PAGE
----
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Proceedings of the State Convention of Colored People : held at Albany, New-York, on the 22d, 23d and 24th of July, 1851.

1851NY.9.pdf

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62

BLACK STATE CONVENTIONS

After which the question was taken on the amendment and lost.

Mr. Topp begged leave to renew the amendment, and by motion his proposition was entertained. Mr. Topp showed clearly his reasons for repeating this amendment; he believed such a course to be without precedent, to send a petition to the Governor for him to bear to the Legislature, and feared that adopting such a resolution would excite ridicule. Without further discussion the question was taken on the amendment to the amendment, and declared adopted: reading thus, That there be a committee of three appointed to up a petition signed by the officers of this Convention, and submitted to the Legislature of this State with a request that they so amend the Constitution, &c. &c. &c.

Main question was then taken and the resolution declared adopted.

Wm. P. McIntyre,

J. N. Still,

H. Hicks,

Committee on Petition.

At this stage the finance committee lifted the collection and reported as the result the sum of $2.11. A motion to adjourn prevailed, to meet Thursday morning 9 o'clock.

The Convention adjourned harmoniously.

THIRD DAY

Thursday Morning Session, July 24th.

The Convention assemble as per adjournment; the house was called to order by Vice-President Williams. Prayer by Vice-President Rev. A. G. Beman. Minutes of the previous session read and adopted. After which Mr. J. N. Still moved that resolution 10th be reconsidered. This resolution aimed at the refutation of a libel published in the Express of N.Y.,10 and republished in the Express of Albany, reflecting upon the moral and social charcter of the colored people. This resolution called out a warm and elaborate discussion. Mr. Seth hoped that the Convention would give attention to the observations of Mr. Still, in reference to the libellous communication referred to, for, said he, this Convention should give it its just and merited rebuke. Mr. McIntyre thought the best method of rebuke would be to treat it with silent contempt, and he hoped the Convention would not consume time in discussing it, while there were matters of greater moment that claimed the consideration of the house, in view of its final adjournment at the hour of 4 P.M. Mr. W. F. Johnson thought that silence upon that subject would tend to confirm and strengthen the prejudices of those who are really ignorant of the condition of the colored people in the cities, &c.; he would therefore give it an elaborate consideration. Mr. Myers also sustained the remarks of Mr. Johnson and pertinently referred to a number of circumstances, that would inevitably refute the communication in the Express. Mr. Hicks moved that the resolution be laid over, and all further debate relating to it, until the hour of half past 2 o'clock, P.M. The question was taken, and the resolution was laid over.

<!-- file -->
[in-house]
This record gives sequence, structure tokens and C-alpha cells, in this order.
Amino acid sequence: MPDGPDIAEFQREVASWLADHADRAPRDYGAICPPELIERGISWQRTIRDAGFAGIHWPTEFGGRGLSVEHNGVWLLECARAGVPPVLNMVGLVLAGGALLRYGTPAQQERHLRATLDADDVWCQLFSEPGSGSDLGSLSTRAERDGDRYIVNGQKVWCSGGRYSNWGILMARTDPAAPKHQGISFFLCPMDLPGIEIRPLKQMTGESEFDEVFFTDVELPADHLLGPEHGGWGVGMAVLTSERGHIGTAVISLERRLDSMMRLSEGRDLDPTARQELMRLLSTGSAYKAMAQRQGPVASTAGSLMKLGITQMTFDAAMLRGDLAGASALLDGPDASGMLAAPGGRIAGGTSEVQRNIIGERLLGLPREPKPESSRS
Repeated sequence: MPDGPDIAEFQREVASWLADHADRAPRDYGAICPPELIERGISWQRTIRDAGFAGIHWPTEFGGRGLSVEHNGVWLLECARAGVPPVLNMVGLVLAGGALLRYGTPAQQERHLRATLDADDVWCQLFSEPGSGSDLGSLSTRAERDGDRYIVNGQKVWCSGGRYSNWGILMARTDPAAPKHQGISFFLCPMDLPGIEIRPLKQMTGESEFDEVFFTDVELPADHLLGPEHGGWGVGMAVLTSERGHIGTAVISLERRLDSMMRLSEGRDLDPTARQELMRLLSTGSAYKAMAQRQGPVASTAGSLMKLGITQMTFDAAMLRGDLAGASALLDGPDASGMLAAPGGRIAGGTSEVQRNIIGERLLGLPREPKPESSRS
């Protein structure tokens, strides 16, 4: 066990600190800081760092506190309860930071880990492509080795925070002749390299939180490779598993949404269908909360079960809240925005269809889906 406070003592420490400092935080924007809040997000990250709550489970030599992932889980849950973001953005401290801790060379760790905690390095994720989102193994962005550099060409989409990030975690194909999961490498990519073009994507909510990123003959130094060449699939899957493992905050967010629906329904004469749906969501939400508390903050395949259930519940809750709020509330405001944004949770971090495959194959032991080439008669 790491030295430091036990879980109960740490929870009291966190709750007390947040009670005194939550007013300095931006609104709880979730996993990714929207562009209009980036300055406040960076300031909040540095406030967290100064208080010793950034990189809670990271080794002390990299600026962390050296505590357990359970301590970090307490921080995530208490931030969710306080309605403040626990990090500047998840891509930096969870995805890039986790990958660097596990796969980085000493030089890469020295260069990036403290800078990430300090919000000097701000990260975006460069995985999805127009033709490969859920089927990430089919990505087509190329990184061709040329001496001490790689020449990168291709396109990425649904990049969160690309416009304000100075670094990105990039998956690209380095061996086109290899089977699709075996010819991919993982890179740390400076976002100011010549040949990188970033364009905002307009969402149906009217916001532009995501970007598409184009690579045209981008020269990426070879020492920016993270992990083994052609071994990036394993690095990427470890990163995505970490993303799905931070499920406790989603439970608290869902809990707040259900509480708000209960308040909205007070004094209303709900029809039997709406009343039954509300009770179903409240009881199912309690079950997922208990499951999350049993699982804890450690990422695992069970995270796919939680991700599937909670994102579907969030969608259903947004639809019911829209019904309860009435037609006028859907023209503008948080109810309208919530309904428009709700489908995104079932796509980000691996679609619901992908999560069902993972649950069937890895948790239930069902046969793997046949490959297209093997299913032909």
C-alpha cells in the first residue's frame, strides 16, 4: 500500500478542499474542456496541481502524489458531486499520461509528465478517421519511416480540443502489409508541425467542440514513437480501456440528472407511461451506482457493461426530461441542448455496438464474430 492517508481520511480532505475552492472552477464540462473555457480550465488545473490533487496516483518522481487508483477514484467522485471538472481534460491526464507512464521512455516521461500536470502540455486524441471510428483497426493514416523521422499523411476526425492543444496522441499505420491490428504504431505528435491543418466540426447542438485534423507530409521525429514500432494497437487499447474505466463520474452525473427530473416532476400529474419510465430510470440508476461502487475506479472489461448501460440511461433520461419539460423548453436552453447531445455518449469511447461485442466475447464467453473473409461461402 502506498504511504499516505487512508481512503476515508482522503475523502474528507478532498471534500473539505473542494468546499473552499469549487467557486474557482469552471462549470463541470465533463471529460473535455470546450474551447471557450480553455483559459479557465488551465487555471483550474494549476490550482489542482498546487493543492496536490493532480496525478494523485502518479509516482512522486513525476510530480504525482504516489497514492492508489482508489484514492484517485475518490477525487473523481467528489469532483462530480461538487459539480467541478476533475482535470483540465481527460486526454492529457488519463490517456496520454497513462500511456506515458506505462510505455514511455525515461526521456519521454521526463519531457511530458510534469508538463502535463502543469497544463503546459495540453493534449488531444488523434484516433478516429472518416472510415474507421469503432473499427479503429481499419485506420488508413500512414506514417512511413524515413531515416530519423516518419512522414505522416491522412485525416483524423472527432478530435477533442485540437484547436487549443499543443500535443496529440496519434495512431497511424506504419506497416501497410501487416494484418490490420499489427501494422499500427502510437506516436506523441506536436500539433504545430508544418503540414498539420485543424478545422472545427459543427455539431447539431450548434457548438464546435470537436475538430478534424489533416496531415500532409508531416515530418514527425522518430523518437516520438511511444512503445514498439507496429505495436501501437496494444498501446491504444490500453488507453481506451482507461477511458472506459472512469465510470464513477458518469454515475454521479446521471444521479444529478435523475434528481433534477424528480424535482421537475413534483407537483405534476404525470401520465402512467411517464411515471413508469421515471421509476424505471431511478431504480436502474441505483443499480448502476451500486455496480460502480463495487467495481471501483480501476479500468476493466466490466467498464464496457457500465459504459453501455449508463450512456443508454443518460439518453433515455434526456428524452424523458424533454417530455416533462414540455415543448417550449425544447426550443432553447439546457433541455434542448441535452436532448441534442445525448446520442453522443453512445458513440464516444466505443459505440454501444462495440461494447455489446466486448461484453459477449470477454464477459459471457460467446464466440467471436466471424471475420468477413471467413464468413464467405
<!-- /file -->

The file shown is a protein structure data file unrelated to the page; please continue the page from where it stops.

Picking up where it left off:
Mr. Topp gave notice that the committee on Schools and Education was ready to report. He (Mr. Topp) then reported in behalf of the committee. It was voted that the report be received. On a motion being proposed that the report be adopted, Mr. Topp gave an interesting narrative of the principles and condition of the McGrawville College,11 which was recommended in the report as worthy the patronage of all the friends of equality, and especially the colored people. Also Mr. W. F. Johnson warmly recommended that institution as being all that it professes to be, to all intents and purposes, and he could cheerfully endorse the sentiments of the gentlemen (Mr. Topp) in commending it to the patronage of the colored people. The question was then taken on the adoption of the report, and carried.

Mr. W. P. McIntyre gave notice that he was ready to report in behalf of the committee appointed to draft a petition to the Legislature. He then came forward and reported; and a motion prevailed that the report be received; and on motion the report was unanimously adopted.

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